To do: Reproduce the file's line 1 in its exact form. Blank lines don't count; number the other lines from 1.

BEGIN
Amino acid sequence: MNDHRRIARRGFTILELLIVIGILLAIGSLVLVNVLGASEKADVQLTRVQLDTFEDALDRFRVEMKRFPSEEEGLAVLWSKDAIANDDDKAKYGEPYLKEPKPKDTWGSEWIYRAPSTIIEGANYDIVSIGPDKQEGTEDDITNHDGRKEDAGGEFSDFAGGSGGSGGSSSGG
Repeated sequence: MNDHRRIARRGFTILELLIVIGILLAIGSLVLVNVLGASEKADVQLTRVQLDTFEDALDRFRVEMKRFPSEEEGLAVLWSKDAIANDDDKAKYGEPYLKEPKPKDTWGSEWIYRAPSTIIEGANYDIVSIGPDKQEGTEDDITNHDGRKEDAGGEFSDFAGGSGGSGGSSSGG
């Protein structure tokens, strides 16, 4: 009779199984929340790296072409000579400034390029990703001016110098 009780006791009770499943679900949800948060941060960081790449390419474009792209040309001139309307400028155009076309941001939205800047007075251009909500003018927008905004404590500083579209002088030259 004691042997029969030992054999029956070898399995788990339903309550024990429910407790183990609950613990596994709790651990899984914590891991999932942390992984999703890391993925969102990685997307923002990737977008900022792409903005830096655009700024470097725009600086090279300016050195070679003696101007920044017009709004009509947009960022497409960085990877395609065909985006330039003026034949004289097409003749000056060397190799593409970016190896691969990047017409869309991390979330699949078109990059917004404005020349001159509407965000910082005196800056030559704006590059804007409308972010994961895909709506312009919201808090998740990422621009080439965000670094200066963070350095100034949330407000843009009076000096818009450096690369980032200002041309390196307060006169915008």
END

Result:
Amino acid sequence: MNDHRRIARRGFTILELLIVIGILLAIGSLVLVNVLGASEKADVQLTRVQLDTFEDALDRFRVEMKRFPSEEEGLAVLWSKDAIANDDDKAKYGEPYLKEPKPKDTWGSEWIYRAPSTIIEGANYDIVSIGPDKQEGTEDDITNHDGRKEDAGGEFSDFAGGSGGSGGSSSGG